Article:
Exposed: a revealing snapshot of modern society

Exposed, a new exhibition at London’s Tate Modern, raises interesting questions about photography and privacy.

David Cowlard

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Exposed: Voyeurism, Surveillance and the Camera is the latest ambitious photography exhibition at London’s Tate Modern gallery.

With a mix of stills, videos and slideshows by internationally renowned artists, photojournalists and amateurs, as well as military surveillance footage, Exposed highlights the contradiction between two coexisting trends today. On the one hand, there are growing concerns around privacy, surveillance and security, with a number of formal and informal restrictions being placed on photographers. On the other hand, there is ubiquitous access to high-tech cameras and we have seen an explosion of photo- and video-sharing on social networking sites, with people willingly revealing intimate details of their private lives.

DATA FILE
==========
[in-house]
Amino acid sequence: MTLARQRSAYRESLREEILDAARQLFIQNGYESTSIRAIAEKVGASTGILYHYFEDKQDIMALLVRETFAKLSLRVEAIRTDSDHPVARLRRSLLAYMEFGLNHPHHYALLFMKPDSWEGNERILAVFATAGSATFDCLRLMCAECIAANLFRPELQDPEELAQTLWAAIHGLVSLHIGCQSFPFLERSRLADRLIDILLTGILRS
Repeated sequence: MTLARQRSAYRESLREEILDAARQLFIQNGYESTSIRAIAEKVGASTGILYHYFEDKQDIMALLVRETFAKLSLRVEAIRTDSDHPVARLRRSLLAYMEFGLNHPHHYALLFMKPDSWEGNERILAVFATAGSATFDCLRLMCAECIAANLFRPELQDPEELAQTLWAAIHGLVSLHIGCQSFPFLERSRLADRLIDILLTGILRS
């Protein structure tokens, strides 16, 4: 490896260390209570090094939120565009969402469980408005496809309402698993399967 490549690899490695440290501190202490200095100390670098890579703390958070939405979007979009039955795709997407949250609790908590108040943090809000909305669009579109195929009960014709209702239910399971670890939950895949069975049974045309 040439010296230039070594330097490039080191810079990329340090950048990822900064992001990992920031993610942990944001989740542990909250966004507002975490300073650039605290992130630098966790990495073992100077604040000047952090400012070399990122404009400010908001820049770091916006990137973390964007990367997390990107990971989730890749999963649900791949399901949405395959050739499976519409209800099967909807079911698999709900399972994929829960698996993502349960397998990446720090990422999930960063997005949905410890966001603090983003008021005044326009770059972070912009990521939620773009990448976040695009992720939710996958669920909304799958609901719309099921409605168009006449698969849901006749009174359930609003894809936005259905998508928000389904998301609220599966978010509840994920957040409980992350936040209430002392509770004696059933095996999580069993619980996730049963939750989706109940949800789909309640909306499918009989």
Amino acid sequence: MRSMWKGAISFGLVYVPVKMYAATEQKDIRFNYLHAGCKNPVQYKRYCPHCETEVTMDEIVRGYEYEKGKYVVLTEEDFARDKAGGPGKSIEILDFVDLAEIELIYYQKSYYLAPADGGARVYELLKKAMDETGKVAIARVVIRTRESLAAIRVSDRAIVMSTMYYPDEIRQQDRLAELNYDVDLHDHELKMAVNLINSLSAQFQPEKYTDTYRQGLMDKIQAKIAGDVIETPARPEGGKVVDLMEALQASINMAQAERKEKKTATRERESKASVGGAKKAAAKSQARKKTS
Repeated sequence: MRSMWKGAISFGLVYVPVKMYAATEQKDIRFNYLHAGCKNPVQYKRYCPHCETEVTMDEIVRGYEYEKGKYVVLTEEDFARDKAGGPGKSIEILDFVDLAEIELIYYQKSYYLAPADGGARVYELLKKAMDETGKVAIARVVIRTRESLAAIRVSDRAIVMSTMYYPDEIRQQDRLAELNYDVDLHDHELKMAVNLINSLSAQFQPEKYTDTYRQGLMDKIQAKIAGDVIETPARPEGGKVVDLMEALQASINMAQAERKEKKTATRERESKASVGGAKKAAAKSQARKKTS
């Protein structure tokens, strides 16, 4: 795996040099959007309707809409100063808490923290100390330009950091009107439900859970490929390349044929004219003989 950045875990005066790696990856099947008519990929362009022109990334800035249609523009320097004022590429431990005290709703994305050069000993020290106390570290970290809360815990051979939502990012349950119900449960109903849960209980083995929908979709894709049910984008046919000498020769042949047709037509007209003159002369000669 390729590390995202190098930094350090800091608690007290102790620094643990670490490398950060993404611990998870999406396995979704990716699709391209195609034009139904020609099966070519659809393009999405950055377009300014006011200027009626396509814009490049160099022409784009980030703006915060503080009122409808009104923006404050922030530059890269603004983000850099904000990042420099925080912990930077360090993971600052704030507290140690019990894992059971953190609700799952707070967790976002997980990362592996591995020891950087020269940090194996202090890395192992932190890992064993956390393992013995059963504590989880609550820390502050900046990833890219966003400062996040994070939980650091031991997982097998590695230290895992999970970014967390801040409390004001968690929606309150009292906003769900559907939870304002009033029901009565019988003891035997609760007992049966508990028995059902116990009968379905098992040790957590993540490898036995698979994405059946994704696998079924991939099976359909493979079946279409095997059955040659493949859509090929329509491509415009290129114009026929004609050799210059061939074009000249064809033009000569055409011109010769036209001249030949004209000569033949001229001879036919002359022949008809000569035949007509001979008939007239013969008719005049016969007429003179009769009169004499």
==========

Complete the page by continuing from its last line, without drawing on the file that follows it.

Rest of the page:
The strength of the exhibition is that it does not try to provide any easy answers to the big questions raised. It includes photographs of everything from the normal and mundane – people in the street, lovers in bars, holidaymakers on the beach – through to the obsessive and horrific – clandestine FBI images of KGB agents, photographs taken illicitly in the Dachau concentration camp. Throughout the exhibition, a tension is set up between the pictures at both extremes of the spectrum.

The exhibition’s most compelling question is raised by the photographs taken of people without their knowledge or permission. How should we respond to such pictures? And how we should expect to live our lives in public? The tone is set in the opening room, where Walker Evans’s photographs of people riding the New York subway are shown alongside Philip-Lorca diCorcia’s pictures of people in Times Square. Both capture individuals unaware of the photographer’s presence.

As portraits, the street photographs in Exposed are engaging because they at once display the lives of others, broadening our social and historical understanding of the world, and touch on our own sense of humanity. Of course, such an understanding cannot simply come about through watching images, yet without a rich photographic record our knowledge of the world would be so much the poorer.